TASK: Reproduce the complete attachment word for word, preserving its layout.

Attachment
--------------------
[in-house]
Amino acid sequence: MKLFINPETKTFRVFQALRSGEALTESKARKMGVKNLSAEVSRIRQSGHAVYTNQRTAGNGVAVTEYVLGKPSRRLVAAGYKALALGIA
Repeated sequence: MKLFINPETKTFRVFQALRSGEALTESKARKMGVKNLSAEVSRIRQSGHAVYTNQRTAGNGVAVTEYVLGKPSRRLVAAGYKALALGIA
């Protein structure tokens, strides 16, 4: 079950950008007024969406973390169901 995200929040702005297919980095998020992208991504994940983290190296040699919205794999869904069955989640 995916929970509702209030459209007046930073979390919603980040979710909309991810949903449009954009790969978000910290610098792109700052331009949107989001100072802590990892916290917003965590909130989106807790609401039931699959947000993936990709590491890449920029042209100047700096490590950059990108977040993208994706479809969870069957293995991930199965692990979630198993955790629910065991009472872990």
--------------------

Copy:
[in-house]
Amino acid sequence: MKLFINPETKTFRVFQALRSGEALTESKARKMGVKNLSAEVSRIRQSGHAVYTNQRTAGNGVAVTEYVLGKPSRRLVAAGYKALALGIA
Repeated sequence: MKLFINPETKTFRVFQALRSGEALTESKARKMGVKNLSAEVSRIRQSGHAVYTNQRTAGNGVAVTEYVLGKPSRRLVAAGYKALALGIA
């Protein structure tokens, strides 16, 4: 079950950008007024969406973390169901 995200929040702005297919980095998020992208991504994940983290190296040699919205794999869904069955989640 995916929970509702209030459209007046930073979390919603980040979710909309991810949903449009954009790969978000910290610098792109700052331009949107989001100072802590990892916290917003965590909130989106807790609401039931699959947000993936990709590491890449920029042209100047700096490590950059990108977040993208994706479809969870069957293995991930199965692990979630198993955790629910065991009472872990």